Human Urine-Derived Stem Cells Alone or Genetically-Modified with FGF2 Improve Type 2 Diabetic Erectile Dysfunction in a Rat Model  [PDF]
Bin Ouyang, Xiangzhou Sun, Dayu Han, Shenfu Chen, Bing Yao, Yong Gao, Jun Bian, Yanping Huang, Yadong Zhang, Zi Wan, Bin Yang, Haipeng Xiao, Zhou Songyang, Guihua Liu, Yuanyuan Zhang, Chunhua Deng
PLOS ONE , 2014, DOI: 10.1371/journal.pone.0092825
Abstract: Aim The aim of this study was to determine the possibility of improving erectile dysfunction using cell therapy with either human urine-derived stem cells (USCs) or USCs genetically-modified with FGF2 in a type 2 diabetic rat model. Methods Human USCs were collected from 3 healthy donors. USCs were transfected with FGF2 (USCs-FGF2). Sixty-five SD male rats were divided into five groups (G). A control group of normal rats (G1, n = 10), and four other test groups of type 2 diabetic erectile dysfunction rats: PBS as a negative control (G2, n = 10), USCs (G3, n = 15), lentivirus-FGF2 (G4, n = 15), and USCs-FGF2 (G5, n = 15). Diabetes was induced in the rats via a high fat diet for 28 days and a subsequent intraperitoneal injection of streptozotocin (35 mg/kg). Erectile dysfunction was screened with apomorphine (100 μg/kg). Cell injections in the test groups (G2–G5) occurred directly into the corpora cavernosa. The implanted cells were tracked at 7 days (n = 5 animals/G) and 28 days (n = 10 animals/G) post injection. Mean arterial pressure (MAP), intracavernosal pressure (ICP), expression of endothelial markers (CD31, VEGF and eNOS), smooth muscle markers (desmin and smoothelin), histological changes and erectile function were assessed for each group. Results USCs expressed mesenchymal stem cell markers, and secreted a number of proangiogenic growth factors. USCs expressed endothelial cell markers (CD31 and vWF) after transfection with FGF2. Implanted USCs or USCs-FGF2 displayed a significantly raised ICP and ICP/MAP ratio (p<0.01) 28 days after intracavernous injection. Although few cell were detected within the implanted sites, histological and western blot analysis demonstrated an increased expression of endothelial and smooth muscle markers within the cavernous tissue following USC or USC-FGF2 injection. Conclusions The paracrine effect of USCs or USCs-FGF2 induced improvement of erectile function in type 2 diabetic rats by recruiting resident cells and increasing the endothelial expression and contents of smooth muscle.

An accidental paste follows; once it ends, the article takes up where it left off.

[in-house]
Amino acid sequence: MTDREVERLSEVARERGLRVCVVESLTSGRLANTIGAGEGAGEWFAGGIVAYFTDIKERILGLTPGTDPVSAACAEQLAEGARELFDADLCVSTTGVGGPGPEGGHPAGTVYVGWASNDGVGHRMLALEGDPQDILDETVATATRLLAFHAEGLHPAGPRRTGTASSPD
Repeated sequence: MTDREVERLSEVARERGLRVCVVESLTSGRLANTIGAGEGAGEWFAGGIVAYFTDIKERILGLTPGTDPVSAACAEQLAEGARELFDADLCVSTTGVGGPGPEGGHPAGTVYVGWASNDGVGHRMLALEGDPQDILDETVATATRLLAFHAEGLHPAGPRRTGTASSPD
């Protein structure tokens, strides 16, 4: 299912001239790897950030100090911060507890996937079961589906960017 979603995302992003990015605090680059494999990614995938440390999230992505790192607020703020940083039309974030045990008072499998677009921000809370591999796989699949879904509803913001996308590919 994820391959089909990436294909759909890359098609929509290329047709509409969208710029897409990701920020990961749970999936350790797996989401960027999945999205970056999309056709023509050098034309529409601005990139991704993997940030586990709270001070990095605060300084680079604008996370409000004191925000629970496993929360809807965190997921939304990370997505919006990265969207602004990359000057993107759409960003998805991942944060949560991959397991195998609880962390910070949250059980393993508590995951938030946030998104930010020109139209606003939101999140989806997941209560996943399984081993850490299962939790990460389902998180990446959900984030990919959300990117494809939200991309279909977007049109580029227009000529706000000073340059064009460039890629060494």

The erectile dysfunction
Johan Eduardo Ardila Jaimes
MedUNAB , 2002,
Abstract: The erectile dysfunction (ED) is a high prevalence disorderassociated to psychological and mainly organic factors thatcan affect at men of any age. The increase of the knowledgeof the physiologic mechanisms of the masculine erection andthe development of new agents that improve the erectilefunction have generated great interest among the physicians,the men and their couples because these advances areextending the available options in the management of thisdisorder. In this article we revise the etiologic andphysiopathologic aspects, as well as the clinical focus andthe current management of the ED.
Hydrogen therapy may be a promising, safe and effective treatment for diabetic erectile dysfunction: a hypothesis  [cached]
Jun Chen,Bin Zhang,Mingchao Li,Tao Qi
Alternative Medicine Studies , 2011, DOI: 10.4081/ams.2011.e11